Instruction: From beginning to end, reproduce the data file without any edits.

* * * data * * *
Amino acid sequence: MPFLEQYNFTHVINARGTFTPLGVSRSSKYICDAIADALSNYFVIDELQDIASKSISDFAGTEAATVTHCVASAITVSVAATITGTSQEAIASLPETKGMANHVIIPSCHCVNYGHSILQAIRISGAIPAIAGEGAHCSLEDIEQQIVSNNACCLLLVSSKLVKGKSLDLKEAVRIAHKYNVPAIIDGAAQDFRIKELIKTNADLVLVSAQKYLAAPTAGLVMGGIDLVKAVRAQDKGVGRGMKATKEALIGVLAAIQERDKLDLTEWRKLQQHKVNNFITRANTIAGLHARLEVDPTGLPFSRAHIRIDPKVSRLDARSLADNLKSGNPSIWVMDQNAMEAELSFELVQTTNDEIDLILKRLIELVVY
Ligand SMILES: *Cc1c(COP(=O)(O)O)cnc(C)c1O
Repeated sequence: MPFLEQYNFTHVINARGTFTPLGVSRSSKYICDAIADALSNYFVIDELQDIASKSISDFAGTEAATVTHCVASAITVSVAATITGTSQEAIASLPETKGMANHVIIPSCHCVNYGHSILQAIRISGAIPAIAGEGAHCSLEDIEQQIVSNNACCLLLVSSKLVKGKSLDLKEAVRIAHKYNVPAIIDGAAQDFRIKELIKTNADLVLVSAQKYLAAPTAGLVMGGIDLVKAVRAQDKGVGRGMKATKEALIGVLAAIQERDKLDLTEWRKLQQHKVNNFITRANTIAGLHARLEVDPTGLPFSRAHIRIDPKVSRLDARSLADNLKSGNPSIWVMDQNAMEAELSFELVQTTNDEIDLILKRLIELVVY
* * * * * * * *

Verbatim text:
Amino acid sequence: MPFLEQYNFTHVINARGTFTPLGVSRSSKYICDAIADALSNYFVIDELQDIASKSISDFAGTEAATVTHCVASAITVSVAATITGTSQEAIASLPETKGMANHVIIPSCHCVNYGHSILQAIRISGAIPAIAGEGAHCSLEDIEQQIVSNNACCLLLVSSKLVKGKSLDLKEAVRIAHKYNVPAIIDGAAQDFRIKELIKTNADLVLVSAQKYLAAPTAGLVMGGIDLVKAVRAQDKGVGRGMKATKEALIGVLAAIQERDKLDLTEWRKLQQHKVNNFITRANTIAGLHARLEVDPTGLPFSRAHIRIDPKVSRLDARSLADNLKSGNPSIWVMDQNAMEAELSFELVQTTNDEIDLILKRLIELVVY
Ligand SMILES: *Cc1c(COP(=O)(O)O)cnc(C)c1O
Repeated sequence: MPFLEQYNFTHVINARGTFTPLGVSRSSKYICDAIADALSNYFVIDELQDIASKSISDFAGTEAATVTHCVASAITVSVAATITGTSQEAIASLPETKGMANHVIIPSCHCVNYGHSILQAIRISGAIPAIAGEGAHCSLEDIEQQIVSNNACCLLLVSSKLVKGKSLDLKEAVRIAHKYNVPAIIDGAAQDFRIKELIKTNADLVLVSAQKYLAAPTAGLVMGGIDLVKAVRAQDKGVGRGMKATKEALIGVLAAIQERDKLDLTEWRKLQQHKVNNFITRANTIAGLHARLEVDPTGLPFSRAHIRIDPKVSRLDARSLADNLKSGNPSIWVMDQNAMEAELSFELVQTTNDEIDLILKRLIELVVY